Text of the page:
Luis Figo and Michael van Praag pulled out of the race for the FIFA presidency Thursday, leaving controversial incumbent Sepp Blatter in a straight fight with Jordan's Prince Ali bin al Hussein. Former Portugal captain Figo withdrew with a bitter broadside at the contentious election campaign, which will culminate in a vote on May 29 where Blatter is widely expected to hang on to a post he has held since 1998.
"I do not fear the ballot box, but I will not go along with nor will I give my consent to a process that will end on May 29 and from which soccer will not emerge the winner," Figo wrote on his Facebook page. "My decision is made, I will not stand in what is being called an election for the FIFA presidency."Dutch FIFA presidential candidate van Praag also announced he was dropping his bid, saying he will back Prince Ali instead.
Van Praag, a former Ajax chairman, announced his candidacy in January, saying he wanted to modernise the world governing body "which has lost all credibility."
FIFA had become ridden with suspicion, conflicts of interest and allegations of nepotism and corruption, he said at the time.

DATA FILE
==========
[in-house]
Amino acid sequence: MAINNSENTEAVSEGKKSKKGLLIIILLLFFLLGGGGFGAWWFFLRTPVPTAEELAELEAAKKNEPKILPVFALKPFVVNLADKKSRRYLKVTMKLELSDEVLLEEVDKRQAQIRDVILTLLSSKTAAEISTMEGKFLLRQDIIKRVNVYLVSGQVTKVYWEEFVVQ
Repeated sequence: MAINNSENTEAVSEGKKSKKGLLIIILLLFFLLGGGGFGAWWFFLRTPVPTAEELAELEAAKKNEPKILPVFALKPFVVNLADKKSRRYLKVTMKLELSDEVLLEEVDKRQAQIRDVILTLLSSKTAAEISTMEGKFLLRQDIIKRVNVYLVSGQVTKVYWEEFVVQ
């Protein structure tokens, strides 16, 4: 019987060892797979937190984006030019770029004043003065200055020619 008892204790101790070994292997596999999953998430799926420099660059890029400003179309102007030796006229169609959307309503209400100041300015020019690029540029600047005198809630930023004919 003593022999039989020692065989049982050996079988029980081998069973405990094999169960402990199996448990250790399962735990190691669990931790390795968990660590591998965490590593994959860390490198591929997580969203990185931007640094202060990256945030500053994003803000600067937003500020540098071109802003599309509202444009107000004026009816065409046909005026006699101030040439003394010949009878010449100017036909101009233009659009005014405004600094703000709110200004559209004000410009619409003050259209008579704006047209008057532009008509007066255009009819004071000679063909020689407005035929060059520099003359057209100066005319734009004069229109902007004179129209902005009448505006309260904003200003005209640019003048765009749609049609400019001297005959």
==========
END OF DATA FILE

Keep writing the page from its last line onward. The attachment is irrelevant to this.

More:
Observers say Prince Ali stands the best chance to unseat Blatter because the Jordanian had a better campaign budget and contacts within FIFA, having served on its executive committee since 2011.
Figo used his Facebook announcement to also condemn what he believes are double-standards in football's global ruling bodies. "I have seen with my own eyes federation presidents who, after one day comparing FIFA leaders to the devil, then go on stage and compare those same people with Jesus Christ. Nobody told me about this. I saw it with my own eyes," he wrote."The candidates were prevented from addressing federations at congresses while one of the candidates always gave speeches on his own from the rostrum. "Does anyone think it's normal that an election for one of the most relevant organizations on the planet can go ahead without a public debate?
"Does anyone think it's normal that one of the candidates doesn't even bother to present an election manifesto that can be voted on May 29? Shouldn't it be mandatory to present such a manifesto so that federation presidents know what they're voting for?"
Van Praag, 67, said Prince Ali is "the biggest candidate" to unseat Blatter. "I do believe he is the biggest candidate to mobilize enough votes to challenge Sepp Blatter," Van Praag said at a press conference in Amsterdam.
Van Praag said he decided to back Prince Ali on condition that a number of his proposals be taken up in the Jordanian royal's own proposals. This included human rights aspects for workers employed to build stadiums and limiting the mighty world federation's presidency to two terms only.The election will be held at the FIFA Congress in Zurich on May 29.
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